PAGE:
What are the chances that Jeremy Lin and the Houston Rockets — in the midst of an 82-game regular season — would be playing the Utah Jazz hours after the close of the Sundance Film Festival on Sunday, allowing the point guard to pop over to Park City, Utah, for the final screening of his documentary “Linsanity”?
Then again, what are the chances the world would even know the name Jeremy Lin? That the undrafted Harvard grad would become an international sensation who gave New York Knicks fans a reason to root for the team during an otherwise abysmal season? That the Knicks would then fail to re-sign him and that Lin — courtesy of a three-year, $25 million contract — would head to Houston? That an MTV News producer named Evan Jackson Leong had been following around Lin for years for what everyone involved thought would be a small documentary about an Asian-American basketball player who no one had ever heard of? That “Linsanity” would end up getting into Sundance and receive rave reviews?
Some things are just too hard to explain. To hear it from Lin’s perspective in the doc, it’s all part of God’s plan. For Leong, who stopped by to chat with his old colleagues at Sundance, all these questions amount to the craziest year of his life.
MTV News: It’s been one year since you left MTV News. At what point did you realize you were sitting on something that was much bigger than you ever expected? Was it that first game where he went big? Was it a couple of games in?
Leong: I think we have to go back and know that we were shooting this when he was at Harvard. I was at MTV; I was using my vacation days to film him. At that point in the documentary, we didn’t really have a great ending. We had a bittersweet story. He made it to the NBA, which is amazing in itself, but it wasn’t a very good start to his career. That first game, he gave us an ending. And that second game, he gave us an ending, and he just kept going. We were just blown away. We didn’t even know what happened. We’re like, “Oh yeah, we’re shooting a documentary!” And we have all the access before anyone else does.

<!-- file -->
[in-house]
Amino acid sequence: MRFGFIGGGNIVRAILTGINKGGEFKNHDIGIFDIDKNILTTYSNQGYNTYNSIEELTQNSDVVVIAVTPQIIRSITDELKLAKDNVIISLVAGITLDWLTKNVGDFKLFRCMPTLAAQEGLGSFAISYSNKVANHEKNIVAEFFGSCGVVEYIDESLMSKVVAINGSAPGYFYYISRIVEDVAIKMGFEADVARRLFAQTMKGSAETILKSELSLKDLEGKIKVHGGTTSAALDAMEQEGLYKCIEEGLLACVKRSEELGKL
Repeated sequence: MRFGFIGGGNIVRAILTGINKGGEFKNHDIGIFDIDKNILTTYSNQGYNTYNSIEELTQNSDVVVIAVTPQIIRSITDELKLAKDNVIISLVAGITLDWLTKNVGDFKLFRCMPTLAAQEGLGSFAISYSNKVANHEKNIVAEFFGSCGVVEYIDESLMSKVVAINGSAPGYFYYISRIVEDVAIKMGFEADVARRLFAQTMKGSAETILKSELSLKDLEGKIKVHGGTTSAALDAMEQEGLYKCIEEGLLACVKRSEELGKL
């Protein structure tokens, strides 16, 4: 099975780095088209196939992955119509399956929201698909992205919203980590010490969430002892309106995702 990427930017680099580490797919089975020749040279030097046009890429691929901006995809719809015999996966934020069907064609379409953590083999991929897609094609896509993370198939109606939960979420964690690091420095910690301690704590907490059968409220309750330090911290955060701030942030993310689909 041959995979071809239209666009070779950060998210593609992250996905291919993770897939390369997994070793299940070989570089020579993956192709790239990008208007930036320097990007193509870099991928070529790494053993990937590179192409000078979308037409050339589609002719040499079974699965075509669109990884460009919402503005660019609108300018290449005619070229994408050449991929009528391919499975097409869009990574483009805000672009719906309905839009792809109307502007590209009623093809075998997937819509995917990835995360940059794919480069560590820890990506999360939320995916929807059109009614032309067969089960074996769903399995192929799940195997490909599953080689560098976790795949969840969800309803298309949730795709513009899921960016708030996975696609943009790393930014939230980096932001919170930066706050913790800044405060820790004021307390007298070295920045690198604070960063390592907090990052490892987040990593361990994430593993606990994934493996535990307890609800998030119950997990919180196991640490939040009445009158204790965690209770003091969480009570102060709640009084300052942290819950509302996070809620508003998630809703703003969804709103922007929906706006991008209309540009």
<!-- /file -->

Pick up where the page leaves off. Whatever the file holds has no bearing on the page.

MTV: People know the NBA story of Jeremy Lin, but what’s really cool about the film is you find out these little moments about Jeremy. In the best way possible, he’s kind of a dork who likes “Aladdin” and “The Lion King” animated films, he likes to sing karaoke.
Leong: There’s the Jeremy that everyone sees, the one that’s media-trained and ESPN-ready. But then there’s the Jeremy behind closed doors. It’s not a bad Jeremy, it’s not something you have to hide from, but it’s also one that he’s very protective of. I think in any documentary, something like this, you spend two or three years with someone, you want to earn their trust. And when you earn their trust they’re going to give you things that you might not normally get. I think that’s what we built.
MTV: When is the first time you heard that word “Linsanity”?
Leong: Maybe the second game I heard it, and I texted that to Jeremy and he didn’t text me back. And then I realized I don’t think he liked it that much. He didn’t like the name. He likes Jeremy; he doesn’t like using everything as Lin puns.
MTV: Race and racism play a strong role in the documentary.
Leong: I think we all know racism still exists here in America, and that was something you couldn’t get away with in this documentary. He’s an Asian guy, and there’s not a lot of Asian-Americans that high in the media. So when they do reach that level, they are going to be exposed, and there’s going to be stuff that comes out. What I really wanted to try and do and show on this documentary was the evolution of how he dealt with that, because it was new to us, but he’s been dealing with that his whole life. And I think we can learn from how he deals with it now. In the documentary, you see he has a little bit of a chip on his shoulder when he’s younger, a little bit of something to prove. He realizes that playing for that — those reasons — those aren’t the right reasons to play. By the end, I think we can all learn from how he deals with race. If everyone looked at racism in that sense, by letting it go and focusing that energy, I think what he did outshines any of that stuff by a tremendous amount.
MTV: So was he able to have a sort of enlightened approach to it all?
Leong: He’s really at an enlightened stage these days. When people say racist stuff, he laughs. It doesn’t bother him to the degree of anything anymore. I’d probably get pretty mad, but it doesn’t bother him anymore. There’s far bigger things that he has to worry about in his life, and again, he’s become that high. You’re always going to have haters, and they’re always going to be the ones that say stuff.
MTV: You ended the film at a point before the injury that ended his season, before the contract negotiations and all that stuff. Why did you decide to end it there?
Leong: It’s a good question, because no one’s asked me that one, which is great. We ended it with Linsanity because I wanted to make this a legacy film. Ten years from now, 20 years from now, I want to be able to show my kids, and I hope that he can show his kids, that this is what happened. There’s always going to be news about him and those little media controversies. No one’s gonna remember that kind of stuff 10 years from now; they’re just going to remember those nine games. It’s contract stuff, and that’s business, but ultimately at the end of the day, I’m not in those rooms, so I don’t know what’s going on with all that. And also at the same time, by ending with that — you take that journey and end it with that — you can’t have a better ending than that.